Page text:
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Can I use the Auth application's permission checking inside a template in Django? (I want to display a simple form at the end of the template for privileged users)

And more importantly, should I do it at all or is this no the "Django way"?

1

5 Answers 5

221

If you are looking to check for permissions in templates, the following code would suffice:

{% if perms.app_label.can_do_something %}
<form here>
{% endif %}

Where model refers to the model that the user need permissions to see the form for.

Refer to https://docs.djangoproject.com/en/stable/topics/auth/default/#permissions for more examples.

The currently logged-in user's permissions are stored in the template variable {{ perms }}

(This requires the following context processor to be enabled: django.contrib.auth.context_processors.auth)

2
  • 23
    Note that if you're logged in as a superuser, perms.app_label.foobar will always be true, even if you misspelled the permission name.
    – Flimm
    Apr 26, 2017 at 18:45
  • 3
    Also note here that "can_do_something" is the name of the permission, so you don't need to add a prefix "can" to the permission name. E.g., perms.my_app.add_object Sep 21, 2018 at 9:54
21

Tested on Django 2.0 +

If you want to see all the permissions the logged in user has, on your template (.html), print :

{{ perms.app_name }}

Or

{{ perms }}

In order to check if user has permission , use:

{% if perms.app_name.change_model_name_lower_cased %}

E.g :

{% if perms.Utilization.change_invoice %}

Here: Utilization is my App name. Invoice is a model name.

Note that in general, there will be 4 kinds of permissions:

  • change [E.g Utilization.change_projectemail]
  • view [E.g Utilization.view_invoice]
  • delete [E.g Utilization.delete_invoicetype]
  • add [E.g Utilization.add_invoicetype]

Also , if you want to see all permissions a user has due to the groups he belongs to, launch Django shell...

user = User.objects.get(username='somename')
user.get_group_permissions()

Here, all permissions listed, are due to the groups he belongs to.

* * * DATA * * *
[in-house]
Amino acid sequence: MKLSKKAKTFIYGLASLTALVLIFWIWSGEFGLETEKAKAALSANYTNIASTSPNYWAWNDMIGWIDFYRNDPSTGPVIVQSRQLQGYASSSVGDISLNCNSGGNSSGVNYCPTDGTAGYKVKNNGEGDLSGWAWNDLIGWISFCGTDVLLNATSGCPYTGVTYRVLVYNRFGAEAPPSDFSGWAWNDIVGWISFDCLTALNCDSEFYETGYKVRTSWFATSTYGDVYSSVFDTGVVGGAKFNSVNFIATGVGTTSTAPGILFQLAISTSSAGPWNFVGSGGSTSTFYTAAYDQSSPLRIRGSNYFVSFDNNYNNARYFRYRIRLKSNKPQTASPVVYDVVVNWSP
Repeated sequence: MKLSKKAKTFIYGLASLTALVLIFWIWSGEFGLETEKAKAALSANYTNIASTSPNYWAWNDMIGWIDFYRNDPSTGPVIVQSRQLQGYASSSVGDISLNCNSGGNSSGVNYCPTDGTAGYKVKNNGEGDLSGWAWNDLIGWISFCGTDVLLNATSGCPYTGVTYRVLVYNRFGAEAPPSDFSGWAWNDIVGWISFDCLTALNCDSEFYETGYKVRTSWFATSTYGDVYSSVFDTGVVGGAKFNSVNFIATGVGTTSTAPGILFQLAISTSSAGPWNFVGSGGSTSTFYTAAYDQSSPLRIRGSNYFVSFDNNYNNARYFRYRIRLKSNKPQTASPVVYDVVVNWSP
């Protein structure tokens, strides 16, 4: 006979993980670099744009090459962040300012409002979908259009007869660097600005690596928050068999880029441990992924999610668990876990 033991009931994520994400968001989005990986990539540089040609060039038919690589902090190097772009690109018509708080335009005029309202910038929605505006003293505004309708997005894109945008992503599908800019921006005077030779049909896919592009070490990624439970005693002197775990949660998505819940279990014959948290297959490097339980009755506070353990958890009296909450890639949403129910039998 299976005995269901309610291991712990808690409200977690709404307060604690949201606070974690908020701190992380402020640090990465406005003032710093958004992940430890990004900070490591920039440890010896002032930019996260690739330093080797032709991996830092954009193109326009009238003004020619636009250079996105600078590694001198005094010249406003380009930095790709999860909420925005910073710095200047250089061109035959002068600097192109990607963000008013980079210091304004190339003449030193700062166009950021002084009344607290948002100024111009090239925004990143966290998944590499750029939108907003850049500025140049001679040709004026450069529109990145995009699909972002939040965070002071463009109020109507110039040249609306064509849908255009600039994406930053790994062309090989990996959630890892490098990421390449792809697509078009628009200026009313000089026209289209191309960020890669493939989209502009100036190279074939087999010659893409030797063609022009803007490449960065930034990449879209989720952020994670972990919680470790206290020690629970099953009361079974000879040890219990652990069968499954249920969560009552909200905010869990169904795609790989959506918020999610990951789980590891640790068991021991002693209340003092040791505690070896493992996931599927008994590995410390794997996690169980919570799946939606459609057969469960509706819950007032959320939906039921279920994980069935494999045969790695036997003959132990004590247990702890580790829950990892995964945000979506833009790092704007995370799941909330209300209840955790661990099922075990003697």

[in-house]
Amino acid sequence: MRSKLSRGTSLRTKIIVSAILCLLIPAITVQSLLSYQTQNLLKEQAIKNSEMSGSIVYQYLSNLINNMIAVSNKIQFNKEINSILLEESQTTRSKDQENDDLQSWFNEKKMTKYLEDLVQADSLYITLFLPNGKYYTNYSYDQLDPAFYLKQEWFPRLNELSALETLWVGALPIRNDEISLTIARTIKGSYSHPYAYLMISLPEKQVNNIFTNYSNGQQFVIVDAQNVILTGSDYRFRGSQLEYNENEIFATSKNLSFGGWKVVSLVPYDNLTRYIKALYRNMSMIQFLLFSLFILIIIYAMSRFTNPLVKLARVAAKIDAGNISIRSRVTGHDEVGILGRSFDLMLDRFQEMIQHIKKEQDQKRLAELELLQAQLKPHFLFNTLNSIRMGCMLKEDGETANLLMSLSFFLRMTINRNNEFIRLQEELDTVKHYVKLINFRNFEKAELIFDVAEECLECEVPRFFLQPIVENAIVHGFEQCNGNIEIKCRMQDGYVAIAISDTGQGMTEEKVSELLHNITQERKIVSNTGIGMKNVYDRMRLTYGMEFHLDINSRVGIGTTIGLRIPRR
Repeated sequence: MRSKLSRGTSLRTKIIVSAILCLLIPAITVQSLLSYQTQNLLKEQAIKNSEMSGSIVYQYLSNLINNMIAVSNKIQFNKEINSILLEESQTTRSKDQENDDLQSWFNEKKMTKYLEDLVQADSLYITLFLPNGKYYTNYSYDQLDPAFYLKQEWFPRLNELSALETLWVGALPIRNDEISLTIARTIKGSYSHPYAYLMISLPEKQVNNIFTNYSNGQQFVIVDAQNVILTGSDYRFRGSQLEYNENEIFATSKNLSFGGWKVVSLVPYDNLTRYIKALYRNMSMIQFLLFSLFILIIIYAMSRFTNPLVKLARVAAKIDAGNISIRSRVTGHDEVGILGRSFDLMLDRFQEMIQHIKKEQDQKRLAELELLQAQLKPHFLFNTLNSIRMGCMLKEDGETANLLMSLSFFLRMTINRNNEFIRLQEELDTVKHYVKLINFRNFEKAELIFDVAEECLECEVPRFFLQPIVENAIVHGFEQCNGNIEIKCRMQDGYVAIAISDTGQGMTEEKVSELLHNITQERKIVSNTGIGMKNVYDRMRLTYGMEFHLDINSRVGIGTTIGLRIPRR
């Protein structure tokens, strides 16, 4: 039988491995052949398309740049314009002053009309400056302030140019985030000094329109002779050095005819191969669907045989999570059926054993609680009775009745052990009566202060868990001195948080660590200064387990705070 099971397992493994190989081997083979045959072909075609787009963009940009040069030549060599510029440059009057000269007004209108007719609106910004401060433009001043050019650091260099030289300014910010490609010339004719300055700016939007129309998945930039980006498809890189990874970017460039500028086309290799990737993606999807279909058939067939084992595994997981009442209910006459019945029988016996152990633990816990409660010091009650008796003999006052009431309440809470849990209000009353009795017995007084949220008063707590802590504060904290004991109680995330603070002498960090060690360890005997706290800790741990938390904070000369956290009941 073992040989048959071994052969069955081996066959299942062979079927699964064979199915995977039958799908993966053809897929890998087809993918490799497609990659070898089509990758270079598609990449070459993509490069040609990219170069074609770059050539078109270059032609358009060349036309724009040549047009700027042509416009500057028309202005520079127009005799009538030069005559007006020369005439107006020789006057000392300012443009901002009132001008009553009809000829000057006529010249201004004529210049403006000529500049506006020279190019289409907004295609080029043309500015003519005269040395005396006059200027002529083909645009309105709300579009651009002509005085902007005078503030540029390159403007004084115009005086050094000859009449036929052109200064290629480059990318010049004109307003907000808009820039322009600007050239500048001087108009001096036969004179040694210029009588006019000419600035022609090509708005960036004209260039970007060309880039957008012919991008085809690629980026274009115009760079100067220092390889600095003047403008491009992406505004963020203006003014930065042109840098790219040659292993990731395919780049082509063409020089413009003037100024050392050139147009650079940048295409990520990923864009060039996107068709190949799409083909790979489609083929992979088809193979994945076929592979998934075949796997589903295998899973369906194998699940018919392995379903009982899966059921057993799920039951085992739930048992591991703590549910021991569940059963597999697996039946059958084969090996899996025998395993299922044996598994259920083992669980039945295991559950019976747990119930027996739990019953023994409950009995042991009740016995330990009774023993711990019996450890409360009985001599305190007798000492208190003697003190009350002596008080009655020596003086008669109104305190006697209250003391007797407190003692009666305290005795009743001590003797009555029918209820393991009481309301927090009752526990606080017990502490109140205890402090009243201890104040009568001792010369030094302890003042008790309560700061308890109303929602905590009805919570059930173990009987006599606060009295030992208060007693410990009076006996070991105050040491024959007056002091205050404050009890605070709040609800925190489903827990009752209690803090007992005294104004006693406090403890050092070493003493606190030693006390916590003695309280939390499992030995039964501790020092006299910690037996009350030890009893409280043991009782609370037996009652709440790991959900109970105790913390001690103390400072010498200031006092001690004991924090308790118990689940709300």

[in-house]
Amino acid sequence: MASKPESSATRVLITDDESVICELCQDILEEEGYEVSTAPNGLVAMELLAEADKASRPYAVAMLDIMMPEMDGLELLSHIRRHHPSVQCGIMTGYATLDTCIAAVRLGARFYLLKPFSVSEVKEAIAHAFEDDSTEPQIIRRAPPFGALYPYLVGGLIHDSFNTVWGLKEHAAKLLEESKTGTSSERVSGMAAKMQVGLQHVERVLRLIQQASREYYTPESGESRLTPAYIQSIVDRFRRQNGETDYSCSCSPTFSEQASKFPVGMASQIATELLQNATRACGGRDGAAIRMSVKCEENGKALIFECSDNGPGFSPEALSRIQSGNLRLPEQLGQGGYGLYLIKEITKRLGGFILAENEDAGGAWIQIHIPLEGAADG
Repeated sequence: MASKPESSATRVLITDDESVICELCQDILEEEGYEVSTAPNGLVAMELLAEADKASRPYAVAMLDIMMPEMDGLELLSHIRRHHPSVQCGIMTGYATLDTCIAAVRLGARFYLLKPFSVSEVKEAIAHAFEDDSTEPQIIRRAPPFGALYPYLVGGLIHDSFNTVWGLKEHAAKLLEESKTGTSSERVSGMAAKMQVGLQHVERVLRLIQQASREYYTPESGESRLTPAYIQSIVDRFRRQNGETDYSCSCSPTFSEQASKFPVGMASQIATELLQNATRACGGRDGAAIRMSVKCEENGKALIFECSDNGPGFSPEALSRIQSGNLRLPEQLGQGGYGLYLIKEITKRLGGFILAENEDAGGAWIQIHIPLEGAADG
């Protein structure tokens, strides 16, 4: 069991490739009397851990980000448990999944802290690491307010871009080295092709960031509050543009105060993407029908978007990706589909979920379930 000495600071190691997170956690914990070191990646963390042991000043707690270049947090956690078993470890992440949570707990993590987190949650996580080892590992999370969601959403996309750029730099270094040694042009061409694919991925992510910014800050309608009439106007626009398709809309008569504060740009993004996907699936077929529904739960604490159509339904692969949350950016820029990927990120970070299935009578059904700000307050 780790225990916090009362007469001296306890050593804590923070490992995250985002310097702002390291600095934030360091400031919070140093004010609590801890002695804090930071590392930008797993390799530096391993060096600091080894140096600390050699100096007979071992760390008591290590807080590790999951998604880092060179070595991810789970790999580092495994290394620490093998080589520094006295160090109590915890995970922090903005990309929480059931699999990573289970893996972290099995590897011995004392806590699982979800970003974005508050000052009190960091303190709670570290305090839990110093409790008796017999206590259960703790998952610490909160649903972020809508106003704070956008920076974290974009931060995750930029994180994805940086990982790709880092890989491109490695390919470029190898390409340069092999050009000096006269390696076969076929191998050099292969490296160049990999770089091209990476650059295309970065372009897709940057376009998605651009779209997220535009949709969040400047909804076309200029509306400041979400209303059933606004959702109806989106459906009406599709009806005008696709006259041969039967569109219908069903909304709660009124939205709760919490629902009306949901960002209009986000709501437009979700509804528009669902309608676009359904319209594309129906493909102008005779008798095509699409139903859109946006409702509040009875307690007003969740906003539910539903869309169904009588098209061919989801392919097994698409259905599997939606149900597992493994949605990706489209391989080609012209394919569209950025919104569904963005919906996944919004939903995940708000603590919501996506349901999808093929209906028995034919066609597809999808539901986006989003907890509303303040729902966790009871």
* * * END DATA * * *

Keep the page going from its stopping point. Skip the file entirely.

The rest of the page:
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  • 3
    Yes. Really: lowercased. Not snake_cased. The idea to see permissions with {{perms}} is great, so I think this is the best answer.
    – mirek
    Oct 23, 2020 at 13:35
3

If you need more granularity in checking perms (on a particular object for example), check out this extension: http://django-authority.readthedocs.org/en/latest/check_templates/

2

One more Unique way to do this is:

{% if 'app_label.permission' in perms %}
<form here>
{% endif %}

Example:

{% if 'auth.view_group' in perms %}
<p> Hello World! </p>
{% endif %}

This comes handy when you want to use your default/custom authentication permissions whether you've created an app for your model or not because this method don't need an app name. It just need the permission name from your permissions table.

You can put multiple checks also using and/or commands:

{% if 'auth.view_group' in perms and 'auth.add_group' in perms %}
<form here>
{% endif %}
0

And for those using Jinja templates and struggling with this question, like I did for a few hours/days...

  1. Use an extended Jinja Environment, and add the request object to it:
# in settings.py
TEMPLATES = [
    {
        "BACKEND": "django.template.backends.jinja2.Jinja2",
        'DIRS': ['jinja2'],
        "APP_DIRS": True,
        "OPTIONS": {
            'environment': 'main.jinjaconfig.env.environment',
        }
    },
    # Other template backends... 
]

# main/jinjaconfig/env.py
from django.template.context_processors import request
from jinja2 import Environment
# ...

def environment(**options):
    env = Environment(**options)
    # Update globals with the functions and objects you need, here 'request'
    env.globals.update({
        'request': request,
        # Other globals like 'static', 'url', ...
    })
    return env
  1. Then you can access the request object in Jinja templates, and also request.user and request.user.has_perm() and all user related functions:
{% if request.user.has_perm('app_label.can_do_something') %}
  {# Stuff .. #}
{% endif %}

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